On Immigration, Italy’s Government Faces an Unlikely Foe: Local Officials

On Immigration, Italy’s Government Faces an Unlikely Foe: Local Officials
People demonstrate against racism and the government’s immigration policies in Rome, Italy, Dec. 15, 2018 (AP photo by Alessandra Tarantino).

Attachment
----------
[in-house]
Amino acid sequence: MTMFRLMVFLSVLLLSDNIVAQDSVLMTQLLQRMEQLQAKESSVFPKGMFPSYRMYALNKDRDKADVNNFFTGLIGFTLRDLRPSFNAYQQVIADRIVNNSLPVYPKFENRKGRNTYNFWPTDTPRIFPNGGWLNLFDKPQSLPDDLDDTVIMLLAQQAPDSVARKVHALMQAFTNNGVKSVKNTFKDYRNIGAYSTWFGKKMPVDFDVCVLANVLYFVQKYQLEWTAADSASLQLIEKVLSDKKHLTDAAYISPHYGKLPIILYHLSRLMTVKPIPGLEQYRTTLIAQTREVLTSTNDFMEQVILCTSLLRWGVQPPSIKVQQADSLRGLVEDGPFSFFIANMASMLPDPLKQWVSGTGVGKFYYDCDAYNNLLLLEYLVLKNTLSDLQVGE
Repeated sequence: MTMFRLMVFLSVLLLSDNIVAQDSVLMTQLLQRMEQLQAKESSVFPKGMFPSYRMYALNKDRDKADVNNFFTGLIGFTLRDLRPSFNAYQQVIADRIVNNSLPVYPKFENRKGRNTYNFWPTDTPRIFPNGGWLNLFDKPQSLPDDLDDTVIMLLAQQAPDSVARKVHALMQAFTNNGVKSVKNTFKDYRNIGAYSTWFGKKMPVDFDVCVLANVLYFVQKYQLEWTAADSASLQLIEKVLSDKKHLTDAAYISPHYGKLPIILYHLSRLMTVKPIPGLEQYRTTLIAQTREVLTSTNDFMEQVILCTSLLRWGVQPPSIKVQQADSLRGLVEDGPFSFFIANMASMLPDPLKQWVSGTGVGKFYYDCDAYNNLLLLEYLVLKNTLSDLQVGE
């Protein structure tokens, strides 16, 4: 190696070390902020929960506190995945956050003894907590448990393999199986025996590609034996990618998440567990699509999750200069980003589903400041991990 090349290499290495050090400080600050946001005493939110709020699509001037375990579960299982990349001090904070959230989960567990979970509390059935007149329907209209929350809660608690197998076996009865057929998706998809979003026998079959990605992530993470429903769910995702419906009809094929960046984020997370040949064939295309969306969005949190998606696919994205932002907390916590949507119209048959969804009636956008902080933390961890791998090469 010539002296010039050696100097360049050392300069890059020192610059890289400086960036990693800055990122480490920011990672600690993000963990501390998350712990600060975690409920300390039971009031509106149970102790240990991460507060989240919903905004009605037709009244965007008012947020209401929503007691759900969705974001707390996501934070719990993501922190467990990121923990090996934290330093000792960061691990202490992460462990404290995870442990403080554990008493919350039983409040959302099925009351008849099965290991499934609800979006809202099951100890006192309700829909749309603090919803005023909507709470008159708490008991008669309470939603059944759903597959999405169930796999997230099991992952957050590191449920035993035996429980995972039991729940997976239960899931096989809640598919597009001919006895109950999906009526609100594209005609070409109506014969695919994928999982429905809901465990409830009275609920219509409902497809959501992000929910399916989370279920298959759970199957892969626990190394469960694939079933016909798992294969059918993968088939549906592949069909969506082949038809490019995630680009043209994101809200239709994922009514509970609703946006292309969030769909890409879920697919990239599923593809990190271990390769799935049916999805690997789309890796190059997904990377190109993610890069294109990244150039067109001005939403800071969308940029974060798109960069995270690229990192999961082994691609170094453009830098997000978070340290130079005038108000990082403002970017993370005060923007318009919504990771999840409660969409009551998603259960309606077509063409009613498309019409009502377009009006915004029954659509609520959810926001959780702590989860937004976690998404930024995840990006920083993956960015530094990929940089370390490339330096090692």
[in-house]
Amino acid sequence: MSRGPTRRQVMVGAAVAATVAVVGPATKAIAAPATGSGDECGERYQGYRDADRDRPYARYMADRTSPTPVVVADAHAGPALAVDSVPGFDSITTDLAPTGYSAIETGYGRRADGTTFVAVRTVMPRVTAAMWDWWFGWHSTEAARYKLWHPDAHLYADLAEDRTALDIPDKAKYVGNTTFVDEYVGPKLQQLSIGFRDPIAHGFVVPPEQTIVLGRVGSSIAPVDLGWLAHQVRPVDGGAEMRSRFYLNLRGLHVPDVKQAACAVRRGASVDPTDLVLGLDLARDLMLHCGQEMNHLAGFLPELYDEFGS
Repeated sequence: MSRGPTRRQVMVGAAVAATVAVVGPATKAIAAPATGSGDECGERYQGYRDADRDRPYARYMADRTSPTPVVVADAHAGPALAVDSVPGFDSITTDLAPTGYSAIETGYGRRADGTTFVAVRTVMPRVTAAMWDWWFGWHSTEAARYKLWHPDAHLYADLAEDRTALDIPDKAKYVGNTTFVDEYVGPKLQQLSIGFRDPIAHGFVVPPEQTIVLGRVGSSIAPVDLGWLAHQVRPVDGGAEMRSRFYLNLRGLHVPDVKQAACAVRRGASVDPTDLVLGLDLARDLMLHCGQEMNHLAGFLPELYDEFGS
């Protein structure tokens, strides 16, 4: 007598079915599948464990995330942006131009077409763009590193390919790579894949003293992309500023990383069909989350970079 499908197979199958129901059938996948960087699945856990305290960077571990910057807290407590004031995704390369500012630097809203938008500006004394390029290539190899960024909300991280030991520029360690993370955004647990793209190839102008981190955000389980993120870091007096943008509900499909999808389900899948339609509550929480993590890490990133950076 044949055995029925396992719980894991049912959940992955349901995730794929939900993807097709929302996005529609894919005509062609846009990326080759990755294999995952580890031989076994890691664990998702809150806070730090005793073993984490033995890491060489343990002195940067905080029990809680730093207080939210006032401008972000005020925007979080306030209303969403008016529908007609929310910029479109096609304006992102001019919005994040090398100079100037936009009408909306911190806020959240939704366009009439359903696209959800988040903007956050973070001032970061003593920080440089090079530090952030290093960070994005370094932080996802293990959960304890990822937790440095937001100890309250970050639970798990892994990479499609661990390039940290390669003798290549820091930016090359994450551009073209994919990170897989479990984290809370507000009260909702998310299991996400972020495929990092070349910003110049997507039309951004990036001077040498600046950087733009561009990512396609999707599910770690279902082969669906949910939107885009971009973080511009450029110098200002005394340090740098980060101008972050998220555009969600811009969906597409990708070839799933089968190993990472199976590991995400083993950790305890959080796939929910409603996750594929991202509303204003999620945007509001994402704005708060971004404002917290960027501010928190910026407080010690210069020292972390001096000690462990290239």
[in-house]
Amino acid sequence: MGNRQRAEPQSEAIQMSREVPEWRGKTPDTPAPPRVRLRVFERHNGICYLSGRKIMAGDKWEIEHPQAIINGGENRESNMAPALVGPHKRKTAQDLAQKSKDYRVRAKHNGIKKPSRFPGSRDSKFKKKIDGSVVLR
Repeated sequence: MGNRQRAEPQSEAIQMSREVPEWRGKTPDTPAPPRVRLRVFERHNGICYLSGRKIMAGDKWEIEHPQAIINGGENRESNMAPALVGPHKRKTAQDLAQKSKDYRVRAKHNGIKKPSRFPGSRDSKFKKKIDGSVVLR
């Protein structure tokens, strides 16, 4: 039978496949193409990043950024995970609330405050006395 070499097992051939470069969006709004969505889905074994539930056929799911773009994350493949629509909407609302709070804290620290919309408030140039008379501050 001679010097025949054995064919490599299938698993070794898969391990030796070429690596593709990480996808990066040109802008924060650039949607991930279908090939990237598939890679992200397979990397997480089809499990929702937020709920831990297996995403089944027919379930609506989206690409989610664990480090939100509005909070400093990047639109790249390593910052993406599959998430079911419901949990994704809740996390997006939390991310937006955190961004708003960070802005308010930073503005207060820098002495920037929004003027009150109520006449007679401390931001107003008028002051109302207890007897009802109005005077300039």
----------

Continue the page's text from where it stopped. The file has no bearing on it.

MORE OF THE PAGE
Italy’s populist government scored a big legislative win late last year when it signed a new security decree into law, making life much harder for immigrants, especially asylum-seekers. But mayors and regional governors across the country are refusing to implement many of the law’s provisions, setting up a legal fight with the central government in Rome. In an interview with WPR, Marco Calaresu, a political scientist at the University of Sassari in Italy, and Anna Di Ronco, a sociologist at the University of Essex in the United Kingdom, discuss the mounting grassroots resistance to the security decree and explain why the standoff between national and local levels of government is unlikely to be resolved anytime soon. World Politics Review: What has been the impact so far of the security decree on immigrants, especially asylum-seekers? Marco Calaresu and Anna Di Ronco: The security decree is largely a product of the political will of Matteo Salvini, Italy’s interior minister and leader of the far-right populist League party, which forms a coalition government with the Five Star Movement, another populist political party. The decree has had detrimental effects on social groups that were marginalized to begin with, especially asylum-seekers and undocumented immigrants. For example, migrants can no longer obtain two-year humanitarian residence permits, which were previously granted for a variety of reasons, including those related to health and dire poverty. Italy’s Supreme Court has ruled that this will not apply to applications submitted before Oct. 5, 2018, but those who currently hold the status will not be able to renew it. The decree also overhauled the System of Protection of Asylum-Seekers and Refugees, which established facilities where migrants could attend Italian language courses and undertake vocational training. Now, those centers are only open to unaccompanied migrant children and refugees, not to asylum-seekers. In practice, this means that asylum-seekers have a very high likelihood of ending up on the streets or squatting in abandoned buildings, activities that are punished more harshly by the security decree. It also introduced a new offense, “aggressive begging,” which can be punished with arrest and a very high fine. WPR: How strong is grassroots resistance to this measure among local officials in cities like Palermo? What is the basis for these officials’ refusal to implement Salvini’s decree? Calaresu and Di Ronco: In January, the mayor of the city of Palermo, Leoluca Orlando, announced his intention not to apply the security decree within his city. He has continued to allow applications for residence based on humanitarian status, in defiance of the decree. He has also continued to allow migrants with residence permits to be registered in the municipality of Palermo, something the decree expressly forbids. Being registered in a municipality is important, as it unlocks access to social services, including health facilities, employment assistance and schooling. At first, Salvini was quite dismissive in his reactions to Orlando on social media, chiding the mayor for “practicing disobedience,” despite “all the problems affecting Palermo.” But other “disobedient” mayors soon followed suit, especially in jurisdictions controlled by center-left political parties, even if they did not go quite as far as Orlando did. For example, the mayors of major cities like Naples and Parma supported Orlando but expressed concern about how to concretely challenge the decree, since local authorities risk being prosecuted if they do not comply with the law. Other local officials who oppose the decree—including the governors of Tuscany and the Calabria region—appealed the decree to the Constitutional Court, which is currently deciding whether to hear the case. Their argument is that the decree violates the constitution because it affects matters—like public health and social policies—that are under the jurisdiction of regional governments. WPR: What is the outlook for the legal standoff on immigration policy between Salvini and his opponents? Calaresu and Di Ronco: Many Italian legal scholars say the Constitutional Court is unlikely to hear the case, but if it does, the matter would be resolved within 60 days. If the court does decide to hear the case, there are a wide range of possible outcomes. For example, the court could decide to rule only on the narrow question of whether the decree impinges on the rights of regional governments, which would leave most of the decree intact. The courts would only have grounds to evaluate the decree’s constitutionality if Salvini decides to pursue legal action against the mayors and other officials who are refusing to apply the decree. Beyond the legal uncertainties, local authorities are primarily concerned with the practical impact of the security decree on their citizens. They would like to avoid a situation where more irregular migrants live on the streets with no access to health care, jobs and schooling. But according to a recent study by the Italian Institute for International Political Studies, this is precisely what is likely to happen as a result of scaling back protections for asylum-seekers. Cut off from social services, migrants would be forced to take on work in the informal sector—which is itself illegal—or be exploited by criminal networks. Local officials would understandably rather focus on integration, rather than repression. Many mayors have expressed these concerns through their association, the National Association of Italian Municipalities, or ANCI, which has met with Prime Minister Giuseppe Conte to discuss possible solutions. The ANCI believes that the mayors’ objections are not political but practical, and has asked the government to work on technical reforms to evaluate the social and economic impact of the decree on their cities, which are already struggling because of the recent budget cuts. At the center of this political and legal standoff on immigration policy is a disconnect between the central government in Rome and the local levels of government, which are responsible for implementing national policies on security and immigration. The central government wants to show the electorate that it is taking a firm stance on immigration, but local administrators need to deal with migrants on a daily basis, and do not want to unnecessarily criminalize them. This political conflict will continue for the foreseeable future, and is unlikely to be definitively resolved by a court ruling.